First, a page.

Introduction:

In accordance with the Patient's Rights Law, a person is permitted to assign power of attorney to a representative to make medical decisions on his behalf in future situations in which he may be unable to provide informed consent to medical treatment
In addition, a person who wishes to prepare in advance for a situation in which he may be terminally ill, can prepare a living will or appoint a power of attorney as specified by the guidelines of the Terminally Ill Patient Law.
For more information, see section 16 of the Patient's Rights Law and section 32(15)(a) of the Legal Competency and Guardianship Law.
Warning
Procedure Change
As of 11.04.2017 a procedure change for the preparation of a power of attorney has taken effect.

The Patient's Rights Law, states that medical treatment may not be provided to a patient who has not given informed consent.

  • Section 16 of the law allows anyone who wishes to assign power of attorney to a representative to make medical decisions on their behalf. This applies in a case where one is unable to give informed consent due to a physical, mental, or cognitive state, or any other reason.
  • Assigning power of attorney may eliminate the need to go to court in order to appoint a guardian or receive special instructions for urgent medical treatment.
  • As of 11.04.2017 the appointment of a power of attorney for medical treatment is subject to the general procedures regarding the appointment of continuing power of attorney.
  • For general information on the significance of continuing power of attorney see Power of Attorney in preparation for the inability to make decisions in the future


Target Audience and Prerequisites

  • All adults (18 years and over) with a clear understanding of power of attorney are entitled to assign someone else to act as their representative.
  • A representative must be an adult who is legally competent, and whom the person giving the power of attorney (the grantor) trusts personally, and in terms of judgment.

Stages of the Process

  • A power of attorney for medical issues only should be signed on the continuous power of attorney form (form a).
  • The signing of a continuous power of attorney that deals only with medical issues must be witnessed by a lawyer, licensed doctor, social worker, psychologist, or certified nurse.
  • The representative must also sign the form in front of one of the listed professionals in order to show that he understands the significance of the power of attorney and the responsibility that it entails.
  • The professional who witnesses the signing of the medical power of attorney verifies that the grantor understands the significance of giving the power of attorney and that he knows he can include in it future instructions. The witness also verifies that the power of attorney was given by consent and free will.
  • A medical power of attorney that is not registered with the general guardian is valid for one year. If the power of attorney comes into effect during that year it continues to remain valid.
  • The medical power of attorney also gives authority over psychiatric tests and treatments in the community and hospital - unless it was otherwise established.
  • The following actions require explicit consent in the medical power of attorney without which the representative is not authorized to act:
    • Give consent for psychiatric evaluation
    • Give consent for psychiatric treatment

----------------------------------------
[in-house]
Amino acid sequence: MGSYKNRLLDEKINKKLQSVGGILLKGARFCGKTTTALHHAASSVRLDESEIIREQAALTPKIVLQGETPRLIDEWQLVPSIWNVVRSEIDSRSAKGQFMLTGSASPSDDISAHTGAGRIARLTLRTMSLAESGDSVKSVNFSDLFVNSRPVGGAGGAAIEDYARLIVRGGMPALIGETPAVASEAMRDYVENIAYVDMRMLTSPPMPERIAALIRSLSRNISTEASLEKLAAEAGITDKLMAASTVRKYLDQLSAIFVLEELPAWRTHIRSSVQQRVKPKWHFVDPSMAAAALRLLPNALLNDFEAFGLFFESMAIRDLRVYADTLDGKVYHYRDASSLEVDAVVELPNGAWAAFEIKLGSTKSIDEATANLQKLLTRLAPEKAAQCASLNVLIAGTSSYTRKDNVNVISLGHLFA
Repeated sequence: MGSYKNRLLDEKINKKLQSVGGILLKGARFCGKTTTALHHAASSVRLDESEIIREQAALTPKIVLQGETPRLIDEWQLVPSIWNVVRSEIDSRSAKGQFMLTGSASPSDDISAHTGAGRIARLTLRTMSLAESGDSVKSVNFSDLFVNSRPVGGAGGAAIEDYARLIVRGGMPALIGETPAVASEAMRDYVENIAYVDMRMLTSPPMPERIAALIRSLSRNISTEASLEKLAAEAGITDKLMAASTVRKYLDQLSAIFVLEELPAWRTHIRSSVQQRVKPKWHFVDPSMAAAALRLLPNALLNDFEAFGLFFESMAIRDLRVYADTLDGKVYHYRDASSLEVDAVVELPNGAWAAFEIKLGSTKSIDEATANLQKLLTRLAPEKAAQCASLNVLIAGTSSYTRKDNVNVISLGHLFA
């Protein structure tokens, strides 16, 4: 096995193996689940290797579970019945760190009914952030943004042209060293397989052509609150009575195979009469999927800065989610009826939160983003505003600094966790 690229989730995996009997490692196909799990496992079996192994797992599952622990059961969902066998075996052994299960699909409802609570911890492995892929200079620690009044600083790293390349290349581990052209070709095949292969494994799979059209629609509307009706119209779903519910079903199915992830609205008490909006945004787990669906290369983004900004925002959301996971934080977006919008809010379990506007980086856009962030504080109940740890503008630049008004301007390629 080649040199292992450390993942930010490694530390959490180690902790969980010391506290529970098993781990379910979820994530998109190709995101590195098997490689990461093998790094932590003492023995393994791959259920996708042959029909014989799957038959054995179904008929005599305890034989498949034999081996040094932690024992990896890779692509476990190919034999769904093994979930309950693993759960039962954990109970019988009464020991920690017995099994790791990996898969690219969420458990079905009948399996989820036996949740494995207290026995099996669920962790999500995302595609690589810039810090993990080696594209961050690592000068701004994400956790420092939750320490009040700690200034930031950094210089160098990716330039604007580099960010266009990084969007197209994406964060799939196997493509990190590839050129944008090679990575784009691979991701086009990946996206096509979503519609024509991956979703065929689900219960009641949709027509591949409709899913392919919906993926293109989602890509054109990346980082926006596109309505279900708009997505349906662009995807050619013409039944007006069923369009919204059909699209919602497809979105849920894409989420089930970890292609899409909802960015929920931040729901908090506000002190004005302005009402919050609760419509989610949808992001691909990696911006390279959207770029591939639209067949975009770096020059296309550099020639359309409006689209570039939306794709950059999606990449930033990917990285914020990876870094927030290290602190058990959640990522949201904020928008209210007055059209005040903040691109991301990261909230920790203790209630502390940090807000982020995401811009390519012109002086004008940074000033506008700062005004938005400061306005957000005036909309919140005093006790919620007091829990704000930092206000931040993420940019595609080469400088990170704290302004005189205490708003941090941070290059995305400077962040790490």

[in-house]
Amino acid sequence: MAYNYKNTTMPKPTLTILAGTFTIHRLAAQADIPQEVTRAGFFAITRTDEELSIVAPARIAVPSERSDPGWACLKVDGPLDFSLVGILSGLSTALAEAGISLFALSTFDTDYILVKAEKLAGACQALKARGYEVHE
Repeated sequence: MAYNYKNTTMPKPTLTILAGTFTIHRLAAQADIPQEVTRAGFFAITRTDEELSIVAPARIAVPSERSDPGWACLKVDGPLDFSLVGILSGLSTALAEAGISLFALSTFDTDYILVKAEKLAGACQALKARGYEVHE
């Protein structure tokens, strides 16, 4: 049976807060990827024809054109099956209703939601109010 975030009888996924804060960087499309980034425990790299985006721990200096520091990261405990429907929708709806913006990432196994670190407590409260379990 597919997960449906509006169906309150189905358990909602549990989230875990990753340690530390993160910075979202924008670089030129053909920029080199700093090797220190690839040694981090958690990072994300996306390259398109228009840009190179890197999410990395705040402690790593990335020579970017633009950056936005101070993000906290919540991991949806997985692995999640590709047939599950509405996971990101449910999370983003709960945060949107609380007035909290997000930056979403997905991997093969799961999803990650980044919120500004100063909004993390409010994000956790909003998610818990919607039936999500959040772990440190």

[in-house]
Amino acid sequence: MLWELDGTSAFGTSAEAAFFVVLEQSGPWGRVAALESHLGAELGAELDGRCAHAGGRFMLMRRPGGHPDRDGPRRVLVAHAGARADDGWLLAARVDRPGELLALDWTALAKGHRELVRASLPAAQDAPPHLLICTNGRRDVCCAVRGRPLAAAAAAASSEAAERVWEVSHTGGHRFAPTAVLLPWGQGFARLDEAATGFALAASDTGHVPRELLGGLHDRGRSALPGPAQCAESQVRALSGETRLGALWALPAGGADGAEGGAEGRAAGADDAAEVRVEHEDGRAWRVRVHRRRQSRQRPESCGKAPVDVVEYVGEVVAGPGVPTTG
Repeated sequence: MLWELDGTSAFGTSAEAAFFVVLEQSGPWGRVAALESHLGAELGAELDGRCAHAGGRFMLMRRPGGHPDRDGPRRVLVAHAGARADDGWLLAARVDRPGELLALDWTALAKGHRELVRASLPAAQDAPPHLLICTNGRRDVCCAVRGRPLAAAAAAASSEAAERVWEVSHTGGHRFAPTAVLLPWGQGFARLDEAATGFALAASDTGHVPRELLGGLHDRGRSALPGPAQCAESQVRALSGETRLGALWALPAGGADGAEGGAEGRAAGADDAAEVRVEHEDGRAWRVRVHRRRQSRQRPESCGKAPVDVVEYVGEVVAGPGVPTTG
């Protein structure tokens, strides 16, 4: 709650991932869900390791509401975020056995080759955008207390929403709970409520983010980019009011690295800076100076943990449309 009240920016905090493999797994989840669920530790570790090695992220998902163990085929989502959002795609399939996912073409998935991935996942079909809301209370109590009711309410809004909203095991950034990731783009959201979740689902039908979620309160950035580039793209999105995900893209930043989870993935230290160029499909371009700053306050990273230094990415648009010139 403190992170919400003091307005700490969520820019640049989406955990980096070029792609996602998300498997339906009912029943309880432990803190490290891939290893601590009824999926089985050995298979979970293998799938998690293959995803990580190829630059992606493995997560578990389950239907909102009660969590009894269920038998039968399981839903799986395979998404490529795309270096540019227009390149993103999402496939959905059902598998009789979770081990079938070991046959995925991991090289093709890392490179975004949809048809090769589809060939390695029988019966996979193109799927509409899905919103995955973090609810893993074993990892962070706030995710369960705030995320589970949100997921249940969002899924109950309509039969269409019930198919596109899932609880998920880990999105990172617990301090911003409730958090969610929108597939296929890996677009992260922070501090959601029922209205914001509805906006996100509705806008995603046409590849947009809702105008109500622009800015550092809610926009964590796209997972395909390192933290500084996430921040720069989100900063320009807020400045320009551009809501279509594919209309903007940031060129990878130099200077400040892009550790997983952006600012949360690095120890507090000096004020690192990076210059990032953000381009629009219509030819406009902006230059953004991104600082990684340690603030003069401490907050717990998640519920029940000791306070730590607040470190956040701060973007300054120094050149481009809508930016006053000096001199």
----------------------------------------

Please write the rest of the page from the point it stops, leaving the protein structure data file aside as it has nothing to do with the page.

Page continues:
• Give consent to be hospitalized in a psychiatric hospital
    • Give consent to be released from a psychiatric hospital
      • If the grantor opposes one of these procedures at the time it is about to happen, the procedure can not be done even if the grantor had initially consented to itת unless the continuing power of attorney was also signed in the presence of a psychiatrist and the grantor had explicitly given authority to the representative to give consent despite his opposition.
      • At the time that this power of attorney is signed the psychiatrist must explain to the grantor the significance of his consent and what the repercussions may be. The psychiatrist should make sure that the power of attorney was granted with free will and consent without any pressure, unfair influences, or exploitation of weakness or distress.
      • In the case of hospitalization, the consent of the power of attorney to hospitalize is valid for 48 hours or until the person is capable of giving his own informed consent.
  • For detailed information on the preparation of a medical power of attorney and its deposition see Preparation and Deposition of a Continuing Power of Attorney.
  • A medical power of attorney that is not registered with the general guardian is valid for one year. If the power of attorney comes into effect during that year it continues to remain valid.

Ending or Canceling a Power of Attorney

  • For information on ending or canceling a power of attorney see:

Power of Attorney for the Treatment of a Terminally Ill Patient

Combined Power of Attorney

  • In the past it was possible for one to appoint a power of attorney for general medical treatments and for the event that he was terminally ill on the same form.
  • In light of the amendment in theLegal Competency and Guardianship Law that came into effect on 11.04.2017, one can no longer assign both of these powers of attorney on the same, combined form. They must be filled out on two separate forms.
  • Combined power of attorney forms that were signed before this date and registered on the Ministry of Health website according to the law will be honored and continue to be valid until their expiration dates (5 years from the approval date).
  • Any future changes or renewal of the current directive must be done in accordance with the Terminally Ill Patient Law (notification of this will be sent at the time of renewal).

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